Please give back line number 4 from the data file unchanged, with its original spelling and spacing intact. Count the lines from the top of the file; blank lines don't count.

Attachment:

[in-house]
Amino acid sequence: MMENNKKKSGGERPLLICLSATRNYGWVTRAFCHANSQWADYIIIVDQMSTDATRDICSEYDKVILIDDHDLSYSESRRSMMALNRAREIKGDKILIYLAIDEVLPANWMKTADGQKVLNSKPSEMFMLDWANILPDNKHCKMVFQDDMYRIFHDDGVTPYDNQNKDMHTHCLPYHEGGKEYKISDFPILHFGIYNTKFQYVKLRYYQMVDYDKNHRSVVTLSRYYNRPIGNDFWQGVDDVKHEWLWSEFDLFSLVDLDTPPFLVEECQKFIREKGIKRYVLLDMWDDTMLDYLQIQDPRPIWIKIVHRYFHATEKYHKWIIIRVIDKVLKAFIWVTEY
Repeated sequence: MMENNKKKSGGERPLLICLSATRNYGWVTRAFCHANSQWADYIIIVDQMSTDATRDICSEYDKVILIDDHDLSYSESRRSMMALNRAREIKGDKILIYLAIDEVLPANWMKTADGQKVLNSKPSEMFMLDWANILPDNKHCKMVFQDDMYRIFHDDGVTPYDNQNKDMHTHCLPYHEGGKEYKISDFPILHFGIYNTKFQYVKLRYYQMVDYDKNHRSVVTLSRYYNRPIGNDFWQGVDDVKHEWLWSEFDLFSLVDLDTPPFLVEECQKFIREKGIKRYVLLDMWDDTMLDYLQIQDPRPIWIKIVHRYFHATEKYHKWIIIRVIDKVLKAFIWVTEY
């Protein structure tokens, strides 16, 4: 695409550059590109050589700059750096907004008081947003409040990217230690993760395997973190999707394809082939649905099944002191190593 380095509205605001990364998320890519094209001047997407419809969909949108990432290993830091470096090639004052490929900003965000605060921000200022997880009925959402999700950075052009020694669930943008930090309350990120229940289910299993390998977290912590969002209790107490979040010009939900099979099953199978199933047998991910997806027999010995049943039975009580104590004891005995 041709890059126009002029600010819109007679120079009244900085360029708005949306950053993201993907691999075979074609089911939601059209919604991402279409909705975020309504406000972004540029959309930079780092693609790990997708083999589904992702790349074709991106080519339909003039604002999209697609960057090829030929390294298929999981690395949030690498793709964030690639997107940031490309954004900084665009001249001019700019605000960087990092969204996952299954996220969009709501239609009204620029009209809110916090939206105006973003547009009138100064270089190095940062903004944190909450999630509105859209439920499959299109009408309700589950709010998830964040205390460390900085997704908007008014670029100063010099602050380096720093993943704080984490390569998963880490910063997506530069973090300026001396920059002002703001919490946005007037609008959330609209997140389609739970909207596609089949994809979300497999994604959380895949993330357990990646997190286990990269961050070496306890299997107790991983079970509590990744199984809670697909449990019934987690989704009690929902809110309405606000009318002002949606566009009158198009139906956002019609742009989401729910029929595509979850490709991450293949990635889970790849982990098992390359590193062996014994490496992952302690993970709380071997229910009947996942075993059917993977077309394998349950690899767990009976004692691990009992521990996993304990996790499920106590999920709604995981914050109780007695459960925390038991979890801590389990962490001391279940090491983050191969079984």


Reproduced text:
């Protein structure tokens, strides 16, 4: 695409550059590109050589700059750096907004008081947003409040990217230690993760395997973190999707394809082939649905099944002191190593 380095509205605001990364998320890519094209001047997407419809969909949108990432290993830091470096090639004052490929900003965000605060921000200022997880009925959402999700950075052009020694669930943008930090309350990120229940289910299993390998977290912590969002209790107490979040010009939900099979099953199978199933047998991910997806027999010995049943039975009580104590004891005995 041709890059126009002029600010819109007679120079009244900085360029708005949306950053993201993907691999075979074609089911939601059209919604991402279409909705975020309504406000972004540029959309930079780092693609790990997708083999589904992702790349074709991106080519339909003039604002999209697609960057090829030929390294298929999981690395949030690498793709964030690639997107940031490309954004900084665009001249001019700019605000960087990092969204996952299954996220969009709501239609009204620029009209809110916090939206105006973003547009009138100064270089190095940062903004944190909450999630509105859209439920499959299109009408309700589950709010998830964040205390460390900085997704908007008014670029100063010099602050380096720093993943704080984490390569998963880490910063997506530069973090300026001396920059002002703001919490946005007037609008959330609209997140389609739970909207596609089949994809979300497999994604959380895949993330357990990646997190286990990269961050070496306890299997107790991983079970509590990744199984809670697909449990019934987690989704009690929902809110309405606000009318002002949606566009009158198009139906956002019609742009989401729910029929595509979850490709991450293949990635889970790849982990098992390359590193062996014994490496992952302690993970709380071997229910009947996942075993059917993977077309394998349950690899767990009976004692691990009992521990996993304990996790499920106590999920709604995981914050109780007695459960925390038991979890801590389990962490001391279940090491983050191969079984």